27 years ago today…

This piece has been posted up on our sister blog, The SOUTH ESSEX STIRRERhttps://southessexstirrer.wordpress.com/2017/03/31/27-years-ago-today/ It’s being posted up here as a kind of signal that there will be one or more posts to come looking at the impact of the Internet and social media on activism. The hope is that these posts will generate a discussion on ways of organising that while acknowledging the contribution the Net can make, also seek to get more of us engaging with people face to face in real life. As ever, constructive criticism and comment are welcome…

The Poll Tax riot that took place on the 31st March 1990 is a day that will live long in my memory for a whole host of reasons. Here are some interesting accounts of what took place on the day and how a lively march was turned into a riot by deliberate provocation from the police: Accounts of the poll tax riot, 1990https://libcom.org/history/1990-accounts-poll-tax-riot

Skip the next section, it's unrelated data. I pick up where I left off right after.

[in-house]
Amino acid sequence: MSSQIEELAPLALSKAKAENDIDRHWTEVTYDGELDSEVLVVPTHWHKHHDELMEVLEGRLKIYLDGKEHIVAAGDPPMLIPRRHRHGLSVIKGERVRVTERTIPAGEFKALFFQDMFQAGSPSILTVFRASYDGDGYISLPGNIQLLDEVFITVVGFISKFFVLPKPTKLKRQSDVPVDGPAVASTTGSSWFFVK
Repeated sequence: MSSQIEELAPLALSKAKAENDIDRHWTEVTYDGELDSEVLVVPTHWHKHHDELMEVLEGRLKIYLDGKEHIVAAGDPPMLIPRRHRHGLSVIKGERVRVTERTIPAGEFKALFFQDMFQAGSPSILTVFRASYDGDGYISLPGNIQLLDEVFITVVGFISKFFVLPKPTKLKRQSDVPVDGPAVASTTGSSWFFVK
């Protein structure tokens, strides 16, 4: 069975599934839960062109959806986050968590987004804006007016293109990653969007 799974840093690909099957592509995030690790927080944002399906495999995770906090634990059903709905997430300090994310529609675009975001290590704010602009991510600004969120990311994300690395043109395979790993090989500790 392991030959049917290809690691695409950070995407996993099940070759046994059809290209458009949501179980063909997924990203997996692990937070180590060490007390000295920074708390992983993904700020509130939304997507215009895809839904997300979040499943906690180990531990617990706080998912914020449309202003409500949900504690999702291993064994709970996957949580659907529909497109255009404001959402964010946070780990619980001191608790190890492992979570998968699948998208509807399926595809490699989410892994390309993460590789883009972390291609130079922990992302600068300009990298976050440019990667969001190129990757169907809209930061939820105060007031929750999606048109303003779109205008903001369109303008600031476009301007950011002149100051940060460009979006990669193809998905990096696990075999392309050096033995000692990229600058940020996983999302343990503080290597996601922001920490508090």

Many words have been written about a day which has assumed an almost mythical status among a fair number of older activists. I don’t want to dwell on the events that turned the march into a riot and what happened after that. What I want to do is reflect on how much has changed in the intervening twenty seven years when it comes to building actions and marches and also what happens when we’re on them.